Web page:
According to data from a National Fire Protection Association report, around 8,000 restaurants report a fire each year. These incidents can be catastrophic, as they are responsible for nearly $250 million in direct property damage annually.
At Koorsen Fire and Security, we understand the budget limitations that many restaurant owners face. Since the start of the Covid-19 pandemic, restaurants and bars have been some of the hardest-hit businesses, as public health restrictions and declining revenue forced many establishments to cut back on costs, reduce staff, limit their hours of operation or even close their doors entirely.
These budget limitations prevent many restaurants from installing new, expensive equipment and systems in their kitchens. The good news is that restaurant owners can affordably reduce the fire risk on their property by properly training their staff to prevent and respond to such emergencies.
Essential Fire Safety Training for Staff
In order to prevent fires, staff members should be trained to do the following:
- Thoroughly clean grease: To reduce fire risk, thoroughly clean any grease off of exhaust hoods, fryers, grills, vents, filters, walls, and other work surfaces.
- NEVER smoke cigarettes in or near storage areas.
- Properly store sensitive materials: Flammable liquids should be stored in tightly-sealed, flame-resistant containers. In addition, all flammable liquids and products (i.e., paper and linens) should be kept in a well-ventilated area far away from any source of flames.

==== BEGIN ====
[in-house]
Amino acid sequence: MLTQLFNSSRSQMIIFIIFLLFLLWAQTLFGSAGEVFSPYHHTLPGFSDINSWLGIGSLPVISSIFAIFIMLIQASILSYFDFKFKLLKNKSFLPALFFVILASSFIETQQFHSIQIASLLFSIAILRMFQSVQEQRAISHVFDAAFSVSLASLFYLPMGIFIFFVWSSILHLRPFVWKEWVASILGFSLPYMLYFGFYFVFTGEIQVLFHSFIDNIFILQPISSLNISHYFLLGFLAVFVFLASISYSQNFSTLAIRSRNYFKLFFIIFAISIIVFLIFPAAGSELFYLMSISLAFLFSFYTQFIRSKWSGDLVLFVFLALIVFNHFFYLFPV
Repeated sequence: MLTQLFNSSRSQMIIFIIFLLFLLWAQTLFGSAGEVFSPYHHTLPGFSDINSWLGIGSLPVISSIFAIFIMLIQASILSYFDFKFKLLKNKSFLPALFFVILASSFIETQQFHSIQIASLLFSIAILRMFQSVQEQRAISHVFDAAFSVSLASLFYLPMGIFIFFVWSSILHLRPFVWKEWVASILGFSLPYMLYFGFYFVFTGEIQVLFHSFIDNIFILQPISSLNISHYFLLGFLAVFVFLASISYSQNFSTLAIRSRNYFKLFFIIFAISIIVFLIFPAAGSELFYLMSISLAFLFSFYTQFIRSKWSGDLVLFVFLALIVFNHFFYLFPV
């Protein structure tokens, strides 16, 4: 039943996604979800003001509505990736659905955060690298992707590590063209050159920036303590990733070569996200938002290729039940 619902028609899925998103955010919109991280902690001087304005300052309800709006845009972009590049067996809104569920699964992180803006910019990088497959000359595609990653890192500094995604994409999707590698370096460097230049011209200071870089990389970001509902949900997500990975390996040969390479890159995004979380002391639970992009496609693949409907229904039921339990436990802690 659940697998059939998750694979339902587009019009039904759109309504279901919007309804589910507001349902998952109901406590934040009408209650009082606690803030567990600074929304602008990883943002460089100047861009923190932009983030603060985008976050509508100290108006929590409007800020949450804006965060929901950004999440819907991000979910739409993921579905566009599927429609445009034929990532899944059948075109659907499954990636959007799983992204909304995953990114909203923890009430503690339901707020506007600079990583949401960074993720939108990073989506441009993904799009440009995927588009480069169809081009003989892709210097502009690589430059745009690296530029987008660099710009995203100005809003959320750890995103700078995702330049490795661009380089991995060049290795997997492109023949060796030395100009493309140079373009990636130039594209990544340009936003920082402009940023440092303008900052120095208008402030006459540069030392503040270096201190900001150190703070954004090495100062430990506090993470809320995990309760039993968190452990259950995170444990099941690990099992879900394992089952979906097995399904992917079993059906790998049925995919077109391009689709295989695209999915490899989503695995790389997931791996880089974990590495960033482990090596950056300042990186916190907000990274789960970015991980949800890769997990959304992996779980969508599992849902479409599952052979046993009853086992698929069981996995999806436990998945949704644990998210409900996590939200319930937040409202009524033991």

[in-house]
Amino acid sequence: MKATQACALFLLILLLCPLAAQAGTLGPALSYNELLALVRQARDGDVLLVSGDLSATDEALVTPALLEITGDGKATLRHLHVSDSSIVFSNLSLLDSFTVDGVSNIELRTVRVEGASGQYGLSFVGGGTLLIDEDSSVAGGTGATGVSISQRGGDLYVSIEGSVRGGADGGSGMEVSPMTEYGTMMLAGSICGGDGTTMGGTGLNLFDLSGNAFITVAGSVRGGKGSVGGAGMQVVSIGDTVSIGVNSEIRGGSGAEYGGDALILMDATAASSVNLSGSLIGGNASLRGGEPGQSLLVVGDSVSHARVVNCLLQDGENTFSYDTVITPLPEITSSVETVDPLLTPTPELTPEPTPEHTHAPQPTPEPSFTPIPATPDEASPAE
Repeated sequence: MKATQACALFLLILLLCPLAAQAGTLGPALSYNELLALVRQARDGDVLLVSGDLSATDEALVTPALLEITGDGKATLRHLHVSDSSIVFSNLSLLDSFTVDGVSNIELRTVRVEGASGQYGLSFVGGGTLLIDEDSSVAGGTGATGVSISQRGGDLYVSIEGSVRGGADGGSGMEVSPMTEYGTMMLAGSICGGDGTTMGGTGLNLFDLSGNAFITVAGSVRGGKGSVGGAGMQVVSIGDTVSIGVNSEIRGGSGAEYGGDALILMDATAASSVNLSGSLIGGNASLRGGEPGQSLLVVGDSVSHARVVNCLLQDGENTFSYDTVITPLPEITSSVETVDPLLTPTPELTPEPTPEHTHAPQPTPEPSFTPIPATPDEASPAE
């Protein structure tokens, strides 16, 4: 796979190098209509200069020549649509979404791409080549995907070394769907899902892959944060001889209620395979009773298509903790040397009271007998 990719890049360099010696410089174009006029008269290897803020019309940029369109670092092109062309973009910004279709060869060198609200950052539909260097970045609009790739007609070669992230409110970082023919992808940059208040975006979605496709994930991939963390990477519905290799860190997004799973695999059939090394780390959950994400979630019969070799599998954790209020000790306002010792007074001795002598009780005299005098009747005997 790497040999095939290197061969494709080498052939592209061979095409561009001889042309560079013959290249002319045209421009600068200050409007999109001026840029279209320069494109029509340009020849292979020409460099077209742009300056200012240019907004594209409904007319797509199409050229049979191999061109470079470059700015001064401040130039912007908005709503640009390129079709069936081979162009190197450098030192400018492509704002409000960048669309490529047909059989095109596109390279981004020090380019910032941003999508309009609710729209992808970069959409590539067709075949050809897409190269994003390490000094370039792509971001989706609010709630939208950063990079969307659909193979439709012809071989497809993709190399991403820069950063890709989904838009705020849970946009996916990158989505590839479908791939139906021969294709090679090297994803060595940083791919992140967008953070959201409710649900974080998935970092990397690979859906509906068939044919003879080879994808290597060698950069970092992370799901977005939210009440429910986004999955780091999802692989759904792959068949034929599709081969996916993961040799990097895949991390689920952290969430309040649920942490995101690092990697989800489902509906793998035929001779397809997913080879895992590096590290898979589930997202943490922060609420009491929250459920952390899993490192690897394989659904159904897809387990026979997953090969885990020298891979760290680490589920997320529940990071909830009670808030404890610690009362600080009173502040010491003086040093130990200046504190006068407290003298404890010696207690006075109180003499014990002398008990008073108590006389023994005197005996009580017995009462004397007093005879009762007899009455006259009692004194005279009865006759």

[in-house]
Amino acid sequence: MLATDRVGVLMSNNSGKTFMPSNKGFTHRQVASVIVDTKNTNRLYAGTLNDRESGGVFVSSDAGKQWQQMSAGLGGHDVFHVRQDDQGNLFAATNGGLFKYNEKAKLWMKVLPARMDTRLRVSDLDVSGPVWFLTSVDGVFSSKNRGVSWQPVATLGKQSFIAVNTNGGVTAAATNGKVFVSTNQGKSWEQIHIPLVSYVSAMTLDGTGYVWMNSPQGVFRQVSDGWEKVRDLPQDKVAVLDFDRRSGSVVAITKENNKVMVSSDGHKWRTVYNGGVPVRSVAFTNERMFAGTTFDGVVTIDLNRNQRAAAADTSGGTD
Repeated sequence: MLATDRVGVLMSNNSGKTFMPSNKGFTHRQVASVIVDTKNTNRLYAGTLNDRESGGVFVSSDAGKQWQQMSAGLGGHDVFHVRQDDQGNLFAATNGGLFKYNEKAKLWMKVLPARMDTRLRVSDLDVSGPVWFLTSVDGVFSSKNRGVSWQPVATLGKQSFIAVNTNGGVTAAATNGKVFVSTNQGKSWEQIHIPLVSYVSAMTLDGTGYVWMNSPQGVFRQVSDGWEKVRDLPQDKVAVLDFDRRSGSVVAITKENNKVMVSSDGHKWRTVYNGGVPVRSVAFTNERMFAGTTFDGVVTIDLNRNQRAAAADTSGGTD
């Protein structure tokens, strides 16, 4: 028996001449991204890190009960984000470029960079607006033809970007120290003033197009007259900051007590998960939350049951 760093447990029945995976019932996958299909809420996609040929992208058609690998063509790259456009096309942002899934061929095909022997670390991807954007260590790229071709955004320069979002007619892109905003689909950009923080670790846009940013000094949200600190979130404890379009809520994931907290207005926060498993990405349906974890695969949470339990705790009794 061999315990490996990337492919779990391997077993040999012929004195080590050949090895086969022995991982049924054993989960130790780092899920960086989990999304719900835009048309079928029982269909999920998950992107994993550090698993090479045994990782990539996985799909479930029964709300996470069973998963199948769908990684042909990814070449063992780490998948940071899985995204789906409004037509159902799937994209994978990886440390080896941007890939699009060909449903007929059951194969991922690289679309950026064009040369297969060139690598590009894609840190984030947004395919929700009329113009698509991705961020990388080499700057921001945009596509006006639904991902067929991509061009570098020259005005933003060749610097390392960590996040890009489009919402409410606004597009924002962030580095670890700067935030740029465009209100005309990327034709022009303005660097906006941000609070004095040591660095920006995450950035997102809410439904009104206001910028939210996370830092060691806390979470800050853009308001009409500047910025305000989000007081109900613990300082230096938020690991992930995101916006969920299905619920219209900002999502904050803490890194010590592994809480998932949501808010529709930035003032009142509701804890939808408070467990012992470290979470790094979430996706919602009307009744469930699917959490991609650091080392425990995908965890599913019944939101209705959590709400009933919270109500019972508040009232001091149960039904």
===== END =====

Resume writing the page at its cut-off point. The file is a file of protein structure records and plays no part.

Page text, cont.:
- Use chemical solutions properly by only mixing chemicals if directed to and only using chemicals in well-ventilated areas.
- Properly clean wood and charcoal ovens daily. Remove ashes daily, storing them in metal containers 10 feet or more from any buildings or combustible materials, if possible.
If a fire breaks out, staff members should be trained to do the following:
- Use a fire extinguisher the right way: PASS: pull out the pin, aim at the base of the fire, squeeze the handle, and sweep from side to side over the base of the fire as you slowly approach.
- If a grease fire breaks out, staff should not attempt to put it out with water, as the grease could splash and potentially expand the surface area of the flames. Instead, use a fire extinguisher.
- Turn off gas and electrical power to prevent the fire from escalating.
- Evacuate in case of emergency. All staff should know basic evacuation measures and proper exit strategies. At least one staff member should be the evacuation manager, who is in charge of calling 911 and instructing all staff and customers to exit the building safely.
Keep Your Commercial Kitchen Safe
Restaurant owners should put their staff through strict fire safety training, but workers will be at a disadvantage if they operate in a kitchen with an outdated fire suppression system. We recognize that most restaurants have to work within tight budget constraints, which is why our commercial kitchen fire suppression specialists work to design systems that address your kitchen's unique needs within a reasonable budget.
Contact Koorsen today if you have any questions or need an inspection, a repair, or a new fire suppression system.